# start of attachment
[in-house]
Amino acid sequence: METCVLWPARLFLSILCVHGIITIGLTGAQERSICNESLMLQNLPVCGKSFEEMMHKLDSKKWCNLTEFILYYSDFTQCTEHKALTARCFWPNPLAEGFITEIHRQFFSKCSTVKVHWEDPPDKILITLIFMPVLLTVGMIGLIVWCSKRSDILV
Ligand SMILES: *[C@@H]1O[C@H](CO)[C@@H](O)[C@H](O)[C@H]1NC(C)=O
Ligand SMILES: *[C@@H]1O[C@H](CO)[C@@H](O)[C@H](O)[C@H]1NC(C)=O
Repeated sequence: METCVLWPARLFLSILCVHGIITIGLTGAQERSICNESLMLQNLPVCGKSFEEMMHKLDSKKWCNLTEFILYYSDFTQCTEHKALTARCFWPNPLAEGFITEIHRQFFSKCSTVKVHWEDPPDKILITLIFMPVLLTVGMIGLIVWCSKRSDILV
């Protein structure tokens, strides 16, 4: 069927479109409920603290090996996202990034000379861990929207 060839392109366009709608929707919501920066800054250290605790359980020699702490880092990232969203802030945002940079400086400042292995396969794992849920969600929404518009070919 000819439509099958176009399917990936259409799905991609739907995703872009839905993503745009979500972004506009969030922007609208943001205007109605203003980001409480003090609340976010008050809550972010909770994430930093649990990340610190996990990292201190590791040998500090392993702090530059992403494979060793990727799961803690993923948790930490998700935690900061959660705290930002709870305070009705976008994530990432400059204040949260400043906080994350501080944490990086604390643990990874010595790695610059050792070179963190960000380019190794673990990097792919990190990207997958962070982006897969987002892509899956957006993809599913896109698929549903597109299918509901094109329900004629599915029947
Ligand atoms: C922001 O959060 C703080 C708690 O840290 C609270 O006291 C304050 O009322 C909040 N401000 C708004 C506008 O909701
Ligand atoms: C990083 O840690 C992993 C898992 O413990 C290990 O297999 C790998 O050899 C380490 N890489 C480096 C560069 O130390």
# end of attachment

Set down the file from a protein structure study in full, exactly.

[in-house]
Amino acid sequence: METCVLWPARLFLSILCVHGIITIGLTGAQERSICNESLMLQNLPVCGKSFEEMMHKLDSKKWCNLTEFILYYSDFTQCTEHKALTARCFWPNPLAEGFITEIHRQFFSKCSTVKVHWEDPPDKILITLIFMPVLLTVGMIGLIVWCSKRSDILV
Ligand SMILES: *[C@@H]1O[C@H](CO)[C@@H](O)[C@H](O)[C@H]1NC(C)=O
Ligand SMILES: *[C@@H]1O[C@H](CO)[C@@H](O)[C@H](O)[C@H]1NC(C)=O
Repeated sequence: METCVLWPARLFLSILCVHGIITIGLTGAQERSICNESLMLQNLPVCGKSFEEMMHKLDSKKWCNLTEFILYYSDFTQCTEHKALTARCFWPNPLAEGFITEIHRQFFSKCSTVKVHWEDPPDKILITLIFMPVLLTVGMIGLIVWCSKRSDILV
């Protein structure tokens, strides 16, 4: 069927479109409920603290090996996202990034000379861990929207 060839392109366009709608929707919501920066800054250290605790359980020699702490880092990232969203802030945002940079400086400042292995396969794992849920969600929404518009070919 000819439509099958176009399917990936259409799905991609739907995703872009839905993503745009979500972004506009969030922007609208943001205007109605203003980001409480003090609340976010008050809550972010909770994430930093649990990340610190996990990292201190590791040998500090392993702090530059992403494979060793990727799961803690993923948790930490998700935690900061959660705290930002709870305070009705976008994530990432400059204040949260400043906080994350501080944490990086604390643990990874010595790695610059050792070179963190960000380019190794673990990097792919990190990207997958962070982006897969987002892509899956957006993809599913896109698929549903597109299918509901094109329900004629599915029947
Ligand atoms: C922001 O959060 C703080 C708690 O840290 C609270 O006291 C304050 O009322 C909040 N401000 C708004 C506008 O909701
Ligand atoms: C990083 O840690 C992993 C898992 O413990 C290990 O297999 C790998 O050899 C380490 N890489 C480096 C560069 O130390």